Posts in Category "DHTML"

May 22, 2006

Spry framework for Ajax

Adobe released the Spry framework for Ajax (Prerelease 1) on our Adobe Labs site a little over a week ago but I want to point it out as a segue into a discussion of JavaScript in web development.
The Spry framework is not finished at this time. The support for accessibility is developing, and I’d love to hear comments. Feel free to post comments here or to the Spry forum on the Labs site.
The Spry framework requires JavaScript. From a web-user who doesn’t use JavaScript’s perspective, a web application that doesn’t work when JavaScript is not used is not accessible. That user doesn’t care about, or probably know anything about “progressive enhancement” or “graceful degradation”, they just want to use the application.
So how does the non-JavaScript version of a web application get made? Progressive enhancement, which calls for using JavaScript to add functionality but that leaves all of the content and comparable functionality is one approach. In the Spry examples, the products demo is one example where this is possible. All of the data is static and under the developer’s controll and the developer could have all the content for every product in a structured (X)HTML file &#8212 when JavaScript is used the script eliminates most of the content and create the dynamic version, when JavaScript is not available the user gets the structured HTML.
Sounds pretty good, but what are the drawbacks? Page length and page weight are certainly factors to consider. If the page shows all of the data on a single page, there will be (in the case of the product demo) 150KB of images instead of 7KB and the page could be very long since it would have all of the content that is specific to each product on one page. There is the risk that the page would not be usable because of the length or page weight for some examples. Looking at the photo gallery demo I wouldn’t want all of the images from all of my photo galleries on a single page — pagination and separate galleries are useful features that help users deal with the large volume of content.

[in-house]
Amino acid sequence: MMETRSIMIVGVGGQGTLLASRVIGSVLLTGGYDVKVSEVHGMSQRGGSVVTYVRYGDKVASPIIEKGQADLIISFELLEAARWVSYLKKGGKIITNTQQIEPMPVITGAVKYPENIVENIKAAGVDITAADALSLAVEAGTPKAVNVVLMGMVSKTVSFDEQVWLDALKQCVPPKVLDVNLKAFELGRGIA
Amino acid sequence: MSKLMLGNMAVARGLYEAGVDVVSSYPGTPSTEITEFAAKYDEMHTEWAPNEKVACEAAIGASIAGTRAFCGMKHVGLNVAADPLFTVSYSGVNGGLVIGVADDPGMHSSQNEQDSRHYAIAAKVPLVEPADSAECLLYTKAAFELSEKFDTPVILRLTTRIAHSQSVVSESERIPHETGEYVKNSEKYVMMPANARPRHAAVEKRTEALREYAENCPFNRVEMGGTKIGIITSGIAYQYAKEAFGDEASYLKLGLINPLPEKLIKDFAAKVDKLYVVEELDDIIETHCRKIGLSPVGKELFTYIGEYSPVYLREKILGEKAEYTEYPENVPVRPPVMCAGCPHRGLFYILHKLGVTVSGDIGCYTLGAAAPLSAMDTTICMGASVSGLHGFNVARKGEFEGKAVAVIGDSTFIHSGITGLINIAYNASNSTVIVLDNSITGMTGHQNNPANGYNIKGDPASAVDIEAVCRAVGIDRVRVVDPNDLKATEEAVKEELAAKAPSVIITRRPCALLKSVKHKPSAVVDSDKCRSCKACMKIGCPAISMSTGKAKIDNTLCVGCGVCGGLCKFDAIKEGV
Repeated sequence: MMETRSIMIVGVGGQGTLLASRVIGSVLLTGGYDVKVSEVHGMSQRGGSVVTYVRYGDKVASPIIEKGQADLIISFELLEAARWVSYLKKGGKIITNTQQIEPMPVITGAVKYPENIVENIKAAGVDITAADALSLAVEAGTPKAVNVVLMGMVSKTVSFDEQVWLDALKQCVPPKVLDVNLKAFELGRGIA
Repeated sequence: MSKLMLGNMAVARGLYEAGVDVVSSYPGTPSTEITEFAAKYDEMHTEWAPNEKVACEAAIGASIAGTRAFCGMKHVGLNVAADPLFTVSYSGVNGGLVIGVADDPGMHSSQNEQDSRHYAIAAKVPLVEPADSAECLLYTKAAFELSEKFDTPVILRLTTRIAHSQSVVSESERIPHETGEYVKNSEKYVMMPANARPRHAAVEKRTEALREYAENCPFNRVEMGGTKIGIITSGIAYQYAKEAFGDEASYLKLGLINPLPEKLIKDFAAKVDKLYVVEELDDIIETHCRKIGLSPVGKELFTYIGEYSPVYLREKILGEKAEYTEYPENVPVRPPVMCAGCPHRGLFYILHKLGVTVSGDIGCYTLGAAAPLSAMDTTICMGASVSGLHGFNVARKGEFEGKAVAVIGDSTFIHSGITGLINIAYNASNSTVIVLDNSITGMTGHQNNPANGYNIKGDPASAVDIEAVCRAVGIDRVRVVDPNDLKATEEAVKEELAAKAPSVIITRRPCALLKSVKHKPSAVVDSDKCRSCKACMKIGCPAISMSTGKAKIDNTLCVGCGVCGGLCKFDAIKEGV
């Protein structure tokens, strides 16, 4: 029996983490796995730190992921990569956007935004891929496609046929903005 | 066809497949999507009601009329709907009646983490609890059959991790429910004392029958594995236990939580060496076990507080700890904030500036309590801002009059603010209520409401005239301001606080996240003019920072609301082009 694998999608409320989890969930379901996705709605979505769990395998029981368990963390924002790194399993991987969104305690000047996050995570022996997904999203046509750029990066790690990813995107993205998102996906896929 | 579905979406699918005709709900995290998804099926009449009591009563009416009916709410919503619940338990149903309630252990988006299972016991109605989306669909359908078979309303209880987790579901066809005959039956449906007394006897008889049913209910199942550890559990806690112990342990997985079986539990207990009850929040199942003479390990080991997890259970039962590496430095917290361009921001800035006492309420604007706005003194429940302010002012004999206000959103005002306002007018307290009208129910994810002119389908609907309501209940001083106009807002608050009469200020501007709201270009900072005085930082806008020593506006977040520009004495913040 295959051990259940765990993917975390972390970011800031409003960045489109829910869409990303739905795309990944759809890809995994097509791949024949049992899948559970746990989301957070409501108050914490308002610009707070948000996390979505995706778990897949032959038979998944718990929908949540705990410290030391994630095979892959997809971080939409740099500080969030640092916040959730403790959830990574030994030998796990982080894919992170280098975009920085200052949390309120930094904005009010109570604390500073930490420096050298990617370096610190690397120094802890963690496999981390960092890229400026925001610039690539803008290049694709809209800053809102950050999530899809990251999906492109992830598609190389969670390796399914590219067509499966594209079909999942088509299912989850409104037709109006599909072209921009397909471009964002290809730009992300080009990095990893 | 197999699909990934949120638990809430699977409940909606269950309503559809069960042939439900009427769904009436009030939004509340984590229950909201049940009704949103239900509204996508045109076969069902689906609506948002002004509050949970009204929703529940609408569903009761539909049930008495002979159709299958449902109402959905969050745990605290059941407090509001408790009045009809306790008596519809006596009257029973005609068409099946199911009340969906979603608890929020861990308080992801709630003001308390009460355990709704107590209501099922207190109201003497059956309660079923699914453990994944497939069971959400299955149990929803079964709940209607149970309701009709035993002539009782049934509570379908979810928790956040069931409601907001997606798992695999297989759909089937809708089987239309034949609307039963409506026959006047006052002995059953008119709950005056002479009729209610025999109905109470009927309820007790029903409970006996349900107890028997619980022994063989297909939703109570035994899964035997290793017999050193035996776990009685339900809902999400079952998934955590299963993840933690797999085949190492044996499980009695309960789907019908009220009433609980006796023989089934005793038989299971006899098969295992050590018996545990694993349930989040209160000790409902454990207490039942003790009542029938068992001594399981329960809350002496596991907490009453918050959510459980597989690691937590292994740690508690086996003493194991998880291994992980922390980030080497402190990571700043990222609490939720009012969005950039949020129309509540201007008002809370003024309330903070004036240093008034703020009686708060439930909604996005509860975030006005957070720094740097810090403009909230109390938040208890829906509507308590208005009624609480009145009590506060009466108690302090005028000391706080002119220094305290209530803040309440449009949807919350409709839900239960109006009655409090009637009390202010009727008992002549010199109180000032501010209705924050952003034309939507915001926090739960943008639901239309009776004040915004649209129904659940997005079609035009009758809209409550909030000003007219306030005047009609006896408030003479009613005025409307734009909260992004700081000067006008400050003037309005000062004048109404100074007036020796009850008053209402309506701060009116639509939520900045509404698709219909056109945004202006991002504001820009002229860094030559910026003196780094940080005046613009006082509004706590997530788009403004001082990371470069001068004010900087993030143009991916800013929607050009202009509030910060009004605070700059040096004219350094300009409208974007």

If the content is out of the developer’s control, as in the RSS Reader demo, this type of progressive enhance becomes unworkable, and the need to develop a server-side scripting alternative falls to the developer. David Powers made a PHP example of this for the products demo that works with JavaScript disabled, with the PHP parsing XML behind the scenes and delivering what is effectively a multi-page alternative version of the products demo.
Should the framework handle this? Which mechanism to use to provide content for a non-JavaScript user needs to be evaluated on a case-by-case basis. I’d love to expect that the Spry framework would handle this situation automatically, but I think that it is unreasonable to expect that. The process needs to get easier and I hope to offer some best-practice examples in the not-too-distant future to help developers. I’m interested in hearing people’s thoughts on what would be most helpful to them when dealing with this accessibility issue.

9:18 AM Permalink